In her transition to senior vice chancellor for engagement, Humphrey has continued to champion university-community engagement with Chancellor Patrick Gallagher’s support. My COPC colleagues and I distilled our collective community partnership history and vision for the chancellor’s office’s consideration. In addition, an ad hoc committee of faculty and staff has begun harnessing a united campus voice for advancing Academically-Based Community Engagement (ABCE). Through a series of “idea exchanges” over the past few years — somewhat paralleling the university strategic planning process — ABCE strove to better integrate community engagement and service into our academy.

Over the past few years, two important milestones have demonstrated greater commitment to community engagement at Pitt. First, “Strengthening Our Communities” became one of the goals in the strategic plan for which all units are responsible for supporting. The second — and a powerful catalyst for achieving that goal — was the chancellor’s office establishing Pitt’s Community Engagement Centers (CEC) Initiative. A new assistant vice chancellor for community engagement, Lina Dostilio, is ably guiding that initiative as the university sets up CECs in the Homewood and the Hill District neighborhoods this year and, hopefully, neighborhoods beyond.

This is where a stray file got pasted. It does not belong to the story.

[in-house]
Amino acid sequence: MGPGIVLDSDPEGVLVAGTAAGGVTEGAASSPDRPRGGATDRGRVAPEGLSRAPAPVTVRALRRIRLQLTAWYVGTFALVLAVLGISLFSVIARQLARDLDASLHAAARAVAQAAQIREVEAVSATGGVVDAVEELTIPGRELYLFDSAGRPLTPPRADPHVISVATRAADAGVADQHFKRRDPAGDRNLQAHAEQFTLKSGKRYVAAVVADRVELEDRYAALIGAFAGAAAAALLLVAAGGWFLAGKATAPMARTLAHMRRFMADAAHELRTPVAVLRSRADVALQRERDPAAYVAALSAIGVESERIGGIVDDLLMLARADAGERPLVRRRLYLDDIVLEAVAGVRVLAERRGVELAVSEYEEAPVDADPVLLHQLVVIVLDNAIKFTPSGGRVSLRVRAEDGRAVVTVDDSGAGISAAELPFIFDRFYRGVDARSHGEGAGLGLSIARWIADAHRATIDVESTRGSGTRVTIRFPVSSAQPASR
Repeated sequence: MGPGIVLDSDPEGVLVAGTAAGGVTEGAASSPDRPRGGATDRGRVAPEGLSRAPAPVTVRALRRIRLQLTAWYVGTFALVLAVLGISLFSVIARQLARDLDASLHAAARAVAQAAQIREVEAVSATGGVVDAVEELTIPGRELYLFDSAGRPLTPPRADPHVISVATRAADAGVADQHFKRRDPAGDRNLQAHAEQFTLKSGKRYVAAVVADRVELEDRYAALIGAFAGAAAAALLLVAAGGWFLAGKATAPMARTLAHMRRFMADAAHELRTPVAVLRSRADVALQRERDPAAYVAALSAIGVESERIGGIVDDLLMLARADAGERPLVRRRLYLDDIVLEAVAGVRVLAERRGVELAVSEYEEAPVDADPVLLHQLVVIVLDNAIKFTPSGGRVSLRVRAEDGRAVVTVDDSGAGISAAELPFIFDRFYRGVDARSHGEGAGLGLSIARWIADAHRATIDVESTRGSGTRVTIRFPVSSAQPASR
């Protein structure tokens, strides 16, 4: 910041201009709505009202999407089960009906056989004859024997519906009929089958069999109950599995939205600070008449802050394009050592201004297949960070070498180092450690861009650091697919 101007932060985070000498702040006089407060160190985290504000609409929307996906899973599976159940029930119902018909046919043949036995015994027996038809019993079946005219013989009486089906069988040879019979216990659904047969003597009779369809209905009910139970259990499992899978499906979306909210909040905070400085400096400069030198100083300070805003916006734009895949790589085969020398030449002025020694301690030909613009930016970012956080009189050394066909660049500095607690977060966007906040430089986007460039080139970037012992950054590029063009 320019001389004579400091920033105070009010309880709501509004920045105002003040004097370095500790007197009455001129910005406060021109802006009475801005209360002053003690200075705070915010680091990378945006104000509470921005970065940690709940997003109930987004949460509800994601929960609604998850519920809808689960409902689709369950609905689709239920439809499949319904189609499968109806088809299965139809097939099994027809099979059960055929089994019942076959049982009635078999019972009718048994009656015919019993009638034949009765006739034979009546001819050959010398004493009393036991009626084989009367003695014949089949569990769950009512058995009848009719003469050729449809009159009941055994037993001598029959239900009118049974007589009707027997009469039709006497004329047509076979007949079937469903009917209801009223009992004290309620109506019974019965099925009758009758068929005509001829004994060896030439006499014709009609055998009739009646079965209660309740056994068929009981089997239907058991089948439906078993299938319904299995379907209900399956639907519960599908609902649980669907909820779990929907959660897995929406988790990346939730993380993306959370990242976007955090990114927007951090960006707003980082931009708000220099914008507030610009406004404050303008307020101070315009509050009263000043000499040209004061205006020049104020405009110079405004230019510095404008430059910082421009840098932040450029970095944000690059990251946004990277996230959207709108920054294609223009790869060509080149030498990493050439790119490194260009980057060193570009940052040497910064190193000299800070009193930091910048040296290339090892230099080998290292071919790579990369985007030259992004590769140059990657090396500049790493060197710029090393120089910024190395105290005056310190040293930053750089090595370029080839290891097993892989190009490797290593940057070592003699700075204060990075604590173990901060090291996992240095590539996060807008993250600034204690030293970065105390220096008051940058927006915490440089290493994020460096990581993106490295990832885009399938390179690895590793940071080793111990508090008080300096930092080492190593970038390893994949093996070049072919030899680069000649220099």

This past fall, the Senate Community Relations committee took up a recommendation from the ABCE idea exchanges. A resolution moved through Faculty Assembly and Senate Council, endorsed by the chancellor’s and provost’s offices, to actively pursue the Carnegie Optional Community Engagement Classification. This long-sought goal for institutionalizing community engagement means that we are willing to hold our feet to fire in using our community service mission to enhance those of teaching and research and to make community engagement a center of excellence. In this commitment to benchmarking, monitoring, and evaluating our community engagement work, we can truly become “a University of the City” — a city whose name our institution carries.

After 25 years of community engagement work at Pitt, I appreciate this opportunity to reflect on our progress — often halting and episodic — in moving toward establishing an infrastructure and culture that integrates our teaching, research and service. I am also excited for the younger colleagues who will continue to carry this work forward to excellence at Pitt. Much work lies ahead.


Tracy Soska is an assistant professor in the School of Social Work and co-chair of the Senate Community Relations committee.